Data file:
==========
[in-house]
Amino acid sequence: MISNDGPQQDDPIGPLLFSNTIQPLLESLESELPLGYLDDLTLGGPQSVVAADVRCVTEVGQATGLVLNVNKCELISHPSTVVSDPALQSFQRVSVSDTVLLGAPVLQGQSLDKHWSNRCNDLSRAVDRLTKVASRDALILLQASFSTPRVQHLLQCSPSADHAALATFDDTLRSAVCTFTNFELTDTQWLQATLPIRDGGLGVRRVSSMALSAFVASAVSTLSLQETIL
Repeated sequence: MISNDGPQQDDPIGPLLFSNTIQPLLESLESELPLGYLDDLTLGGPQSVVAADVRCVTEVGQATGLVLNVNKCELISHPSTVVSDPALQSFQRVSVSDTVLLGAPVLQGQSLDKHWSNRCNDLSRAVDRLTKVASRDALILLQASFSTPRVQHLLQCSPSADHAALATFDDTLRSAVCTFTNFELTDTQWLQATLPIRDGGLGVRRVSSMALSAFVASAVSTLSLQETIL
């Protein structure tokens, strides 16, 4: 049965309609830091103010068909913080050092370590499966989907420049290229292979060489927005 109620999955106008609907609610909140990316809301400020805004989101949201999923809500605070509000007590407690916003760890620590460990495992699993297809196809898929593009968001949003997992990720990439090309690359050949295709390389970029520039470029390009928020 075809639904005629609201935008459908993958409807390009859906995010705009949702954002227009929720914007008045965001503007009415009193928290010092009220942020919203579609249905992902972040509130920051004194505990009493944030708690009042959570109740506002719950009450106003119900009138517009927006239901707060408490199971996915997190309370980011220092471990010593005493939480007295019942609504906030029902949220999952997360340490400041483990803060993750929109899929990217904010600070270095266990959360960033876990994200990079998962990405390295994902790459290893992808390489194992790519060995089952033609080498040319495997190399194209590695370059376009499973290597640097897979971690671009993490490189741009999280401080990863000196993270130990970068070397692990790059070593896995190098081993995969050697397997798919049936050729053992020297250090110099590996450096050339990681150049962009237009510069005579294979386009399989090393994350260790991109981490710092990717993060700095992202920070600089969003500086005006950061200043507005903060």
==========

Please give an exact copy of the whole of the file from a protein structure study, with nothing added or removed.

[in-house]
Amino acid sequence: MISNDGPQQDDPIGPLLFSNTIQPLLESLESELPLGYLDDLTLGGPQSVVAADVRCVTEVGQATGLVLNVNKCELISHPSTVVSDPALQSFQRVSVSDTVLLGAPVLQGQSLDKHWSNRCNDLSRAVDRLTKVASRDALILLQASFSTPRVQHLLQCSPSADHAALATFDDTLRSAVCTFTNFELTDTQWLQATLPIRDGGLGVRRVSSMALSAFVASAVSTLSLQETIL
Repeated sequence: MISNDGPQQDDPIGPLLFSNTIQPLLESLESELPLGYLDDLTLGGPQSVVAADVRCVTEVGQATGLVLNVNKCELISHPSTVVSDPALQSFQRVSVSDTVLLGAPVLQGQSLDKHWSNRCNDLSRAVDRLTKVASRDALILLQASFSTPRVQHLLQCSPSADHAALATFDDTLRSAVCTFTNFELTDTQWLQATLPIRDGGLGVRRVSSMALSAFVASAVSTLSLQETIL
């Protein structure tokens, strides 16, 4: 049965309609830091103010068909913080050092370590499966989907420049290229292979060489927005 109620999955106008609907609610909140990316809301400020805004989101949201999923809500605070509000007590407690916003760890620590460990495992699993297809196809898929593009968001949003997992990720990439090309690359050949295709390389970029520039470029390009928020 075809639904005629609201935008459908993958409807390009859906995010705009949702954002227009929720914007008045965001503007009415009193928290010092009220942020919203579609249905992902972040509130920051004194505990009493944030708690009042959570109740506002719950009450106003119900009138517009927006239901707060408490199971996915997190309370980011220092471990010593005493939480007295019942609504906030029902949220999952997360340490400041483990803060993750929109899929990217904010600070270095266990959360960033876990994200990079998962990405390295994902790459290893992808390489194992790519060995089952033609080498040319495997190399194209590695370059376009499973290597640097897979971690671009993490490189741009999280401080990863000196993270130990970068070397692990790059070593896995190098081993995969050697397997798919049936050729053992020297250090110099590996450096050339990681150049962009237009510069005579294979386009399989090393994350260790991109981490710092990717993060700095992202920070600089969003500086005006950061200043507005903060």